MC Mary Kom’s delightful smile on being confirmed as winner of the women’s boxing 48kg gold in the Commonwealth Games in Gold Coast and her Northern Ireland rival Kristina O’Hara’s warm hug for the much older and well-decorated champion added to the array of images that are embedded in the recesses of every fan of hers on Saturday.
Similarly, Neeraj Chopra’s winning effort over 86.47m to win javelin throw gold will be etched in countless young minds, too. The 20-year-old had already found his way into public consciousness by winning the World U-20 title in Poland in 2016 with a junior world record to boost. Yet, watching Chopra, his headband keeping his hair obediently in place, was special.
India also watched two badminton players who have become household names in the past few years. Saina Nehwal and PV Sindhu set up a meeting in the women’s singles final with victories in the last four stage on Saturday, reinforcing the galleries of images in the mindspace of their fans across the country.
Of course, 37-year-old shooter Sanjeev Rajput shone with Games records in the men’s 50m rifle 3 positions both in the qualification stage and in the final. For long, the former Navy officer has been in and out of the shadows of Abhinav Bindra and Gagan Narang but by holding his nerves over the last shot today he found his moment under the sun.
A walk-over in his final 125 kg wrestling bout denied Sumit Malik the chance to experience the gold medal winning moment but boxer Gaurav Solanki’s delight when he won a split verdict was worthy of being framed. Vikas Krishan Yadav made no attempt either to conceal his joy on making his Commonwealth Games debut a golden one.
And, Vinesh Phogat’s bout that gave her fans the chance to erase memories of her being carried away on a stretcher from the quarter-finals in Olympic Games. With the help of her medal, India added a 5th wrestling gold, and in process matching the country's tally at the Glasgow Games in 2014.
Yet, it was table tennis player Manika Batra, 22, throwing her arms up in the air and jumping with joy at having won the women’s singles gold that gave India the strongest memory on Saturday. It was not only because her match was held late on Saturday afternoon (IST) but because she made a telling impact on impressionable minds.
Manika Batra’s achieved a massive feat, considering that New Zealand’s Chunlli Li, gold winner when the sport made its debut on the Commonwealth Games programme in 2002, stands out as the only non-Singaporean on the list of medallists in the event. To have made a serious dent in such a stronghold is incredible, indeed.
Packing a smart mind and executing well thought out plans, the Delhi-based player ensured that Singapore’s Mengyu Yu would end up being a silver-medallist for the third Commonwealth Games in-a-row with a 11-7, 11-6, 11-2, 11-7 victory in half an hour to set off celebrations across thousands of miles away.
Then again, the nature of sport is such that it is not always possible to remain on top of one’s game as was shown in Sakshi Malik’s two defeats in the 60kg class. Similarly, the men and women’s hockey teams will remain work in progress and have some distance to cover before they can challenge the world’s top teams consistently.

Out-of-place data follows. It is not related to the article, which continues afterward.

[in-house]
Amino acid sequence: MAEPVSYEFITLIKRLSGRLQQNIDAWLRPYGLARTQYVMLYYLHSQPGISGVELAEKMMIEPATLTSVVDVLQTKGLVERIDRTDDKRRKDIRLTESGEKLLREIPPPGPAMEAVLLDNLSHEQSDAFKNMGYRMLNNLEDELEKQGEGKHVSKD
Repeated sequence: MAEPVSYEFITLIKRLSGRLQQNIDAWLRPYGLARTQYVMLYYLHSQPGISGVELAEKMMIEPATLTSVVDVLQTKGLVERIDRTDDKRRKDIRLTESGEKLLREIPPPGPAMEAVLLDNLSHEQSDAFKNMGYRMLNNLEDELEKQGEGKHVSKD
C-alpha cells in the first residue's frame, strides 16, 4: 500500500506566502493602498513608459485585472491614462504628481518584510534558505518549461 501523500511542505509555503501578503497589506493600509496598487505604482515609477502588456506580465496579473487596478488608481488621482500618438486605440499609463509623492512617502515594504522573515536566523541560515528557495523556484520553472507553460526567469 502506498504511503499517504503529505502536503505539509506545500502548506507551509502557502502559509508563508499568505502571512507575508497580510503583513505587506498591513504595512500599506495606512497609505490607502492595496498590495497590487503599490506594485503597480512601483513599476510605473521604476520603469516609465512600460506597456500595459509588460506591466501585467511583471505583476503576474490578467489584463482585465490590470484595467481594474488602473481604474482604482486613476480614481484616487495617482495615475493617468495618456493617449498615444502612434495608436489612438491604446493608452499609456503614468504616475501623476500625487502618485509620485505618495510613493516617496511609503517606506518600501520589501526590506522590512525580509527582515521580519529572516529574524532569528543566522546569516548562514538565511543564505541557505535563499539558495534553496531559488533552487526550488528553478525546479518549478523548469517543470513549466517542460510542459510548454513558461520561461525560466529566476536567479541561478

Indians may not have got to watch HS Prannoy’s 16-21, 21-9, 14-21 semi-final loss to badminton legend Lee Chong Wei (Malaysia) but could empathise with his pain and disappointment. But they did get to experience an emotional roller-coaster while Ashwini Ponappa figured in mixed and women’s doubles defeats in the semi-final and won a bronze medal along with Sikki Reddy.
On the final day of the Games, squash heroes Dipika Pallikal Karthik and Joshna Chinappa will battle to keep the women’s doubles squad gold they won in Glasgow in 2014. Dipika had to endure the disappointment of not winning the mixed doubles gold in partnership but in joining Saurav Ghoshal on the podium, she helped him overcome the pain of an early exit in singles.
Indians are in line for three gold medals on the badminton courts in the Carrara Spots Arena. Kidambi Srikanth has the rare chance to beat legend Lee Chong Wei for the second time in a week to win the men’s singles crown while Satwik Rankireddy and Chirag Shetty will have to defeat the English pairing of Marcus Ellis and Chris Langridge.
Yet, the Saina vs Sindhu battle in the women’s final will draw more eyeballs, given that theirs has always been a mouth-watering clash. Saina, who won their last meeting in straight games in the Indonesia Masters in January, has played eight matches in 10 days while Sindhu may be relatively fresh, not having played during the team’s march to gold.
Playing as they do in the era of television, these women badminton players, including Jwala Gutta and Ashwini Ponappa, have made a difference to the following for the sport in the country. Their stories, including the sacrifices made by their parents and the toil of their coaches, inspired little girls across the nation.
Manika Batra’s multiple gold medal-winning feat made sure that she will be spoken of as the girl who inspired a whole generation of youngsters to take to the sport. Come to think of it, a whole generation of young sportswomen will believe in themselves as they pursue their dreams with single-minded devotion and commitment.
Updated Date: Apr 14, 2018 22:19:30 IST